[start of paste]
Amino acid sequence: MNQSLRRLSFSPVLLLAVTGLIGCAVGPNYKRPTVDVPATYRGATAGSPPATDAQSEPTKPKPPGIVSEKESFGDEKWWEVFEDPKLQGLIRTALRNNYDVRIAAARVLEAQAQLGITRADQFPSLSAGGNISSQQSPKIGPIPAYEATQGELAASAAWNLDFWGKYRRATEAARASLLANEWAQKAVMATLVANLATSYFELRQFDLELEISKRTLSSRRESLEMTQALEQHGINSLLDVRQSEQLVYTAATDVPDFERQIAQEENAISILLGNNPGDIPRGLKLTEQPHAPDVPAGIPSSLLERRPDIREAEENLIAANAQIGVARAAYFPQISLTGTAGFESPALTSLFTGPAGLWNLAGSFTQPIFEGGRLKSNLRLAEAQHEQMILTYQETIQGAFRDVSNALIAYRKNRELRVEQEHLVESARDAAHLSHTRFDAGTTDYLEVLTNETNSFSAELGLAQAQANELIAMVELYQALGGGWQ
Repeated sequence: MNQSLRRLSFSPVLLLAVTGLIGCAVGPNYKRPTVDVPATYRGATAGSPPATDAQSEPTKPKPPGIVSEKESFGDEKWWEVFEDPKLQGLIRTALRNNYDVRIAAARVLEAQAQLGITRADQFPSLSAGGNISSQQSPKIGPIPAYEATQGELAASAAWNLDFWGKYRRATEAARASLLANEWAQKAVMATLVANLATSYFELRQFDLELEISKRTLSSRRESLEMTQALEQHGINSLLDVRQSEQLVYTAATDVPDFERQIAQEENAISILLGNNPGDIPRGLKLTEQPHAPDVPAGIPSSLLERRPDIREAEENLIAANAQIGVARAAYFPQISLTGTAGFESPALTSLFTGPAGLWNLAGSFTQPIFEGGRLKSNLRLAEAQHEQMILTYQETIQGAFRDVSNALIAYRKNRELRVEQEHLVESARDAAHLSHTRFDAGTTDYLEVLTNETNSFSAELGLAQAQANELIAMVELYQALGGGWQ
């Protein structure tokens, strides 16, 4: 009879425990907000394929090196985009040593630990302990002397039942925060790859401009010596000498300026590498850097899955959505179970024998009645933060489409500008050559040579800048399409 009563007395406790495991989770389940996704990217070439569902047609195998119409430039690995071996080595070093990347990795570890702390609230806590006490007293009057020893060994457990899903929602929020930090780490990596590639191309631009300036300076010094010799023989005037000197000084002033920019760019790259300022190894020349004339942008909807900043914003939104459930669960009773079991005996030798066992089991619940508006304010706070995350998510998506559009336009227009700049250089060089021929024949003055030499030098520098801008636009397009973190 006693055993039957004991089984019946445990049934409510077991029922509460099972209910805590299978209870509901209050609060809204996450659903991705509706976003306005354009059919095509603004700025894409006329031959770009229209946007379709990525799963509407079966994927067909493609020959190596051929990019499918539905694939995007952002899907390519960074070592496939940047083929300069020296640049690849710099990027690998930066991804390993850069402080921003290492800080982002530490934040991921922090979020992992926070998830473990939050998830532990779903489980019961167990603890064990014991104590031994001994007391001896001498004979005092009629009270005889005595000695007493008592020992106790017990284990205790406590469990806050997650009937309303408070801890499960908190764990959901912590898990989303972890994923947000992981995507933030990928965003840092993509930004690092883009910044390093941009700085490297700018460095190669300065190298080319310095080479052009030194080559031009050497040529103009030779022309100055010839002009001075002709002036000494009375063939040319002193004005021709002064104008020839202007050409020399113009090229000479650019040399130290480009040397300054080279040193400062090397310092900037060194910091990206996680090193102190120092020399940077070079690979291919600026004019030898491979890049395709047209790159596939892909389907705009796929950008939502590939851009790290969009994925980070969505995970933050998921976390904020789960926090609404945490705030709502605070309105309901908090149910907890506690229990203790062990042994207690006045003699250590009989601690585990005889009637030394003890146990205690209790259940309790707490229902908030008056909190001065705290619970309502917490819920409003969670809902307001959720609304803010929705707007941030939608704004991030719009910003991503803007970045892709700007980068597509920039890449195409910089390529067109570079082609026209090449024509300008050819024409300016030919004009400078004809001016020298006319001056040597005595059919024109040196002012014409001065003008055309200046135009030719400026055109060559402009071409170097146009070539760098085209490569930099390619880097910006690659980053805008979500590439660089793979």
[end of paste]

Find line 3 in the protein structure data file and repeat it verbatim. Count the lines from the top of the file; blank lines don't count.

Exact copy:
């Protein structure tokens, strides 16, 4: 009879425990907000394929090196985009040593630990302990002397039942925060790859401009010596000498300026590498850097899955959505179970024998009645933060489409500008050559040579800048399409 009563007395406790495991989770389940996704990217070439569902047609195998119409430039690995071996080595070093990347990795570890702390609230806590006490007293009057020893060994457990899903929602929020930090780490990596590639191309631009300036300076010094010799023989005037000197000084002033920019760019790259300022190894020349004339942008909807900043914003939104459930669960009773079991005996030798066992089991619940508006304010706070995350998510998506559009336009227009700049250089060089021929024949003055030499030098520098801008636009397009973190 006693055993039957004991089984019946445990049934409510077991029922509460099972209910805590299978209870509901209050609060809204996450659903991705509706976003306005354009059919095509603004700025894409006329031959770009229209946007379709990525799963509407079966994927067909493609020959190596051929990019499918539905694939995007952002899907390519960074070592496939940047083929300069020296640049690849710099990027690998930066991804390993850069402080921003290492800080982002530490934040991921922090979020992992926070998830473990939050998830532990779903489980019961167990603890064990014991104590031994001994007391001896001498004979005092009629009270005889005595000695007493008592020992106790017990284990205790406590469990806050997650009937309303408070801890499960908190764990959901912590898990989303972890994923947000992981995507933030990928965003840092993509930004690092883009910044390093941009700085490297700018460095190669300065190298080319310095080479052009030194080559031009050497040529103009030779022309100055010839002009001075002709002036000494009375063939040319002193004005021709002064104008020839202007050409020399113009090229000479650019040399130290480009040397300054080279040193400062090397310092900037060194910091990206996680090193102190120092020399940077070079690979291919600026004019030898491979890049395709047209790159596939892909389907705009796929950008939502590939851009790290969009994925980070969505995970933050998921976390904020789960926090609404945490705030709502605070309105309901908090149910907890506690229990203790062990042994207690006045003699250590009989601690585990005889009637030394003890146990205690209790259940309790707490229902908030008056909190001065705290619970309502917490819920409003969670809902307001959720609304803010929705707007941030939608704004991030719009910003991503803007970045892709700007980068597509920039890449195409910089390529067109570079082609026209090449024509300008050819024409300016030919004009400078004809001016020298006319001056040597005595059919024109040196002012014409001065003008055309200046135009030719400026055109060559402009071409170097146009070539760098085209490569930099390619880097910006690659980053805008979500590439660089793979």